My Opinion | Sep 06,2020
One of the younger insurance firms, Lucy Insurance Company, has reported a 26 million Br net profit in the last fiscal year, which makes for a 60pc increase.
Named after Lucy, the 3.2 million-year-old hominid, the insurance company has been reporting profit growth for the past three years.
Increase in interest income and underwriting surplus are the major sources of profit growth, according to Abdulmenan Mohammed, a financial professional at Portobello Group in London.
The six-year-old insurer underwrote 43 million Br in the fiscal year, a 40.8pc increase from 2016/17. Interest from time deposits soared to 16.5 million Br, a 37pc increase.
The CEO of the insurance company agrees with Abdulmenan's view.
“We have increased our premium production efforts and managed the claims,” said Tefera Wondimu, the CEO of Lucy.
The dividend paid to shareholders reached 244 Br/share, a 33pc increase from the previous year's performance report.
The dividend has risen as net profit surges are coupled with a modest increase in paid-up capital, according to Abdulmenan.
The positive outcome was recorded after challenges, according to vice chairperson of the insurance firm, Abayneh Kebede.
“Lucy finds itself amidst a stiff and cutthroat competition,” the vice chairperson stated in his message to shareholders in the annual report. “However, the company is managing to withstand the competition.”
The total assets of the company also jumped by 34pc and reached 330.2 million Br. Half of it was held in interest-earning deposit accounts while 34.7 million Br held in shares at different companies. Its investment in interest-earning takes 59pc of the total assets.
Last year the firm underwrote 128 million Br in premiums and covered 29.7 billion Br in risk. From its total coverage, motor insurance contributes 57.8pc of the portfolio followed by liability and financial insurance.
The surge in premiums was paralleled with an increase in claims. The company paid out 60.7 million Br in claims, posting a 23.4pc increase.
“Compared with its previous year’s growth, the current increase is reasonable,” Abdulmenan pointed out.
Lucy's earning from reinsurers' commission has declined by 9.7pc to 7.1 million Br.
“It declined as we have retained more risk,” Tefera argues. “With the increase in capital, we are now able to handle more risk.”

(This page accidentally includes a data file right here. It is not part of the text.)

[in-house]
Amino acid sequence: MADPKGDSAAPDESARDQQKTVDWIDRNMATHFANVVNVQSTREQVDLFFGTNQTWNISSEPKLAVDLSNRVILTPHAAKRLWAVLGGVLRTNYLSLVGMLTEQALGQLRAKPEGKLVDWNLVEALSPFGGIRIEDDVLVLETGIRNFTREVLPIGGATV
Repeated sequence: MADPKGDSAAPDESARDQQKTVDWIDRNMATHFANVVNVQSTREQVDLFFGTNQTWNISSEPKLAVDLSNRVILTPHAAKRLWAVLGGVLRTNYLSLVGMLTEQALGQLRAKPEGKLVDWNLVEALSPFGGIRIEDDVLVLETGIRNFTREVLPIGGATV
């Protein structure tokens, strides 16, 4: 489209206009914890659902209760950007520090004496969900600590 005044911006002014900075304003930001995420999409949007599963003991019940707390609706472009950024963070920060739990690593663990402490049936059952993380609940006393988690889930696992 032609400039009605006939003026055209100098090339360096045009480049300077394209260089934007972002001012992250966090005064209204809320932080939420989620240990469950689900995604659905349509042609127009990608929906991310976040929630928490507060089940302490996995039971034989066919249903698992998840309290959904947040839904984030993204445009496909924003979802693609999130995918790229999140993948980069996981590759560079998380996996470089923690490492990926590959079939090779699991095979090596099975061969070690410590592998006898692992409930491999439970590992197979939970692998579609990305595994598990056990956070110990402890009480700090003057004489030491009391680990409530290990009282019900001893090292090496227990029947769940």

The report also affirms that the retention ratio of Lucy has declined by 1.6 percentage points.
“The result on retention is very impressive,” Abdulemnan told Fortune.
The expansion in business was accompanied by a surge in operational and commission expenses.
Expenses for its 157 employees' salaries and benefits soared by 82.8pc, reaching 28 million Br. The firm also opened an additional four branches.
The company made a salary adjustment last year. “To compete with the market, we have made salary and scale adjustments in the period,” Tefera told Fortune.
“Lucy should monitor the growth of expenses, so that they are held at an acceptable level,” Abdulmenan suggested.
Looking at the liquidity analysis, Lucy has improved its liquidity level in value terms. The cash and bank balance soured by 13pc to 27.5 million Br.
The firm’s capital increased by five percent to 104 million Br. The wealth and the none-distributable income reached 34pc of total assets.
“Lucy is a well-capitalized insurance company,” Abdulmenan said. “It should use its strong capital efficiently, instead of expanding its capital further.”
Lucy's performance has received a positive affirmation from its shareholders. One of its shareholders, Addisu Habba, who had been with the company for four years, says the firm’s result is satisfying.
“This year's performance is praiseworthy,” he told Fortune.
PUBLISHED ON Dec 05,2018 [ VOL 19 , NO 971]
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